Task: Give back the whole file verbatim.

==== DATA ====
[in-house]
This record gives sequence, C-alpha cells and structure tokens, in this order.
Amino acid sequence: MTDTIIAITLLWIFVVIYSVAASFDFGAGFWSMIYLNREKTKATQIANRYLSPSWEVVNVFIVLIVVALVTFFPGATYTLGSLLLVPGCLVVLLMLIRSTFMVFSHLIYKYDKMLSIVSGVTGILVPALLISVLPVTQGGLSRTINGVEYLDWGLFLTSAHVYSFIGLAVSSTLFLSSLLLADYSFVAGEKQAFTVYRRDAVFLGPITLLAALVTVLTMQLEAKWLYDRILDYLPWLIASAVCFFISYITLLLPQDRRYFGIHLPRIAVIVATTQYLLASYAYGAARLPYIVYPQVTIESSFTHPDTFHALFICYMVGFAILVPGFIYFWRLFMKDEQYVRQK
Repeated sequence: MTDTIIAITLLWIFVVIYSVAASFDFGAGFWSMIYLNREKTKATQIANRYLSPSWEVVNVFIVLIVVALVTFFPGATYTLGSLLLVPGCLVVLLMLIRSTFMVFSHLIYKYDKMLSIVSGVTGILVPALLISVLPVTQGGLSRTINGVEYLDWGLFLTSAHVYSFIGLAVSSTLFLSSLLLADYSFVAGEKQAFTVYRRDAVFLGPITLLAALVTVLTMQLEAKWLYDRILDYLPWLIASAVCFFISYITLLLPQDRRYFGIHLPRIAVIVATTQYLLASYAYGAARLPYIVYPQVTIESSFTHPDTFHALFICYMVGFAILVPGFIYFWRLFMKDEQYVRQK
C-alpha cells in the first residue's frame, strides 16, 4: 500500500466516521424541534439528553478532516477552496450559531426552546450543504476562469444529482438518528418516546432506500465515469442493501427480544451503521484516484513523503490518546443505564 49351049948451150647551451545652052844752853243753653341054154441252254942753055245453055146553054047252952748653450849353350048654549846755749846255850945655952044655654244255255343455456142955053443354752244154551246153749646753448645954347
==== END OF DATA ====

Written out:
[in-house]
This record gives sequence, C-alpha cells and structure tokens, in this order.
Amino acid sequence: MTDTIIAITLLWIFVVIYSVAASFDFGAGFWSMIYLNREKTKATQIANRYLSPSWEVVNVFIVLIVVALVTFFPGATYTLGSLLLVPGCLVVLLMLIRSTFMVFSHLIYKYDKMLSIVSGVTGILVPALLISVLPVTQGGLSRTINGVEYLDWGLFLTSAHVYSFIGLAVSSTLFLSSLLLADYSFVAGEKQAFTVYRRDAVFLGPITLLAALVTVLTMQLEAKWLYDRILDYLPWLIASAVCFFISYITLLLPQDRRYFGIHLPRIAVIVATTQYLLASYAYGAARLPYIVYPQVTIESSFTHPDTFHALFICYMVGFAILVPGFIYFWRLFMKDEQYVRQK
Repeated sequence: MTDTIIAITLLWIFVVIYSVAASFDFGAGFWSMIYLNREKTKATQIANRYLSPSWEVVNVFIVLIVVALVTFFPGATYTLGSLLLVPGCLVVLLMLIRSTFMVFSHLIYKYDKMLSIVSGVTGILVPALLISVLPVTQGGLSRTINGVEYLDWGLFLTSAHVYSFIGLAVSSTLFLSSLLLADYSFVAGEKQAFTVYRRDAVFLGPITLLAALVTVLTMQLEAKWLYDRILDYLPWLIASAVCFFISYITLLLPQDRRYFGIHLPRIAVIVATTQYLLASYAYGAARLPYIVYPQVTIESSFTHPDTFHALFICYMVGFAILVPGFIYFWRLFMKDEQYVRQK
C-alpha cells in the first residue's frame, strides 16, 4: 500500500466516521424541534439528553478532516477552496450559531426552546450543504476562469444529482438518528418516546432506500465515469442493501427480544451503521484516484513523503490518546443505564 49351049948451150647551451545652052844752853243753653341054154441252254942753055245453055146553054047252952748653450849353350048654549846755749846255850945655952044655654244255255343455456142955053443354752244154551246153749646753448645954347